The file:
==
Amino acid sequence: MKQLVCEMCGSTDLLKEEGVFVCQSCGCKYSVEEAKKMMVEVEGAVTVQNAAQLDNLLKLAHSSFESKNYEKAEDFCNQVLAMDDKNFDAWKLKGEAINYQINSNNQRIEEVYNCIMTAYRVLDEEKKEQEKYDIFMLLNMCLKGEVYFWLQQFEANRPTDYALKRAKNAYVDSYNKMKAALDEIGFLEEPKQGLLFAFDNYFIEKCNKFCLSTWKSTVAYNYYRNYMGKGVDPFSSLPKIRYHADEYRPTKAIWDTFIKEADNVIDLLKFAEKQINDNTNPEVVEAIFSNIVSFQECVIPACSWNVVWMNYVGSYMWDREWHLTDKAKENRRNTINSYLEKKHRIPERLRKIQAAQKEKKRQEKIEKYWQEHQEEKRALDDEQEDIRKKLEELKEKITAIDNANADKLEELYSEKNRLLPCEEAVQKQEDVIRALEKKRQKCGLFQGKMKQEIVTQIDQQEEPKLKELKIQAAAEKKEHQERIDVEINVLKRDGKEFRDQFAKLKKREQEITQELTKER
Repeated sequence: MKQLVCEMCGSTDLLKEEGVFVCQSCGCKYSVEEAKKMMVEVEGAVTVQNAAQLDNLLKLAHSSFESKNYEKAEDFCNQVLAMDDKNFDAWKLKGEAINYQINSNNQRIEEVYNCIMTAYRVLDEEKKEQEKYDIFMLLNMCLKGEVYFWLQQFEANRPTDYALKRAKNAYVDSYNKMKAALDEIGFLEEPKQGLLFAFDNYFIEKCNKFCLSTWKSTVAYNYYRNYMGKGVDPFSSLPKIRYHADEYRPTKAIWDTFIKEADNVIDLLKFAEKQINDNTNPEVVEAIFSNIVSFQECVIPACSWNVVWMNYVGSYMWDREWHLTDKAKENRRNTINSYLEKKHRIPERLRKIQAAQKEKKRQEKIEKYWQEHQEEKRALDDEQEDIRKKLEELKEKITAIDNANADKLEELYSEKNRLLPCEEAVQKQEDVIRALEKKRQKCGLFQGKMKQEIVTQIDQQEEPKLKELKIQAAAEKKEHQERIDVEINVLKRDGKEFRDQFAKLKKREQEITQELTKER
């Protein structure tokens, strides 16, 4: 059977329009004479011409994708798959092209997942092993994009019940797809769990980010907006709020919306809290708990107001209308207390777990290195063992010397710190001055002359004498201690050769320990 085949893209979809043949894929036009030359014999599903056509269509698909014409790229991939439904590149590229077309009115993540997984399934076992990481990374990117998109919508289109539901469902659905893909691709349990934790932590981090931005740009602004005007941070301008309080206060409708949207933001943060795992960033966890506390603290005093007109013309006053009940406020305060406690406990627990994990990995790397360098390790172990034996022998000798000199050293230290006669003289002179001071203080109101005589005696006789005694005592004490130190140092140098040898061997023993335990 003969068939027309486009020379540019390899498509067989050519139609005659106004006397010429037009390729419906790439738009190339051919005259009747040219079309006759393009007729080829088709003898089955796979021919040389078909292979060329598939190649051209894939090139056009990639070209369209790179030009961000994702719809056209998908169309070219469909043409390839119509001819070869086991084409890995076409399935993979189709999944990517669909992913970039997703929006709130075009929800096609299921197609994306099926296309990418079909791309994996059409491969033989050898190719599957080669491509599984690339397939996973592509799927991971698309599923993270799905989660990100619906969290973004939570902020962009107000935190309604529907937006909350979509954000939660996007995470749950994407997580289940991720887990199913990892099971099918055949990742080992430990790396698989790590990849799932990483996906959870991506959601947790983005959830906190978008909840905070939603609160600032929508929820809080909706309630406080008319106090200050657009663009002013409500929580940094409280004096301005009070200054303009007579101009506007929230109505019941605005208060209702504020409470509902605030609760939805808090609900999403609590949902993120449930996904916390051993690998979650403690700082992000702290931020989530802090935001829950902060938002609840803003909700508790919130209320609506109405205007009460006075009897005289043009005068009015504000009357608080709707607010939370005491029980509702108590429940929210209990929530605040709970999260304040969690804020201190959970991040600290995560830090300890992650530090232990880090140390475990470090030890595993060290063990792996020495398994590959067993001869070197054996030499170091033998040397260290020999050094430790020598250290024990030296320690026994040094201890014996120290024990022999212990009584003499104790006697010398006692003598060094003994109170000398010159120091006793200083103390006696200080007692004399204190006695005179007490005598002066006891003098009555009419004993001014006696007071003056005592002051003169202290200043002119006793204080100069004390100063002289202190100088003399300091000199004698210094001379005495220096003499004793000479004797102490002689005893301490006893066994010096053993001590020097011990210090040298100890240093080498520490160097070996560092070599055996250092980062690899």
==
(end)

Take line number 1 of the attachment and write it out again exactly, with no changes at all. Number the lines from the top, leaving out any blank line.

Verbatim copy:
Amino acid sequence: MKQLVCEMCGSTDLLKEEGVFVCQSCGCKYSVEEAKKMMVEVEGAVTVQNAAQLDNLLKLAHSSFESKNYEKAEDFCNQVLAMDDKNFDAWKLKGEAINYQINSNNQRIEEVYNCIMTAYRVLDEEKKEQEKYDIFMLLNMCLKGEVYFWLQQFEANRPTDYALKRAKNAYVDSYNKMKAALDEIGFLEEPKQGLLFAFDNYFIEKCNKFCLSTWKSTVAYNYYRNYMGKGVDPFSSLPKIRYHADEYRPTKAIWDTFIKEADNVIDLLKFAEKQINDNTNPEVVEAIFSNIVSFQECVIPACSWNVVWMNYVGSYMWDREWHLTDKAKENRRNTINSYLEKKHRIPERLRKIQAAQKEKKRQEKIEKYWQEHQEEKRALDDEQEDIRKKLEELKEKITAIDNANADKLEELYSEKNRLLPCEEAVQKQEDVIRALEKKRQKCGLFQGKMKQEIVTQIDQQEEPKLKELKIQAAAEKKEHQERIDVEINVLKRDGKEFRDQFAKLKKREQEITQELTKER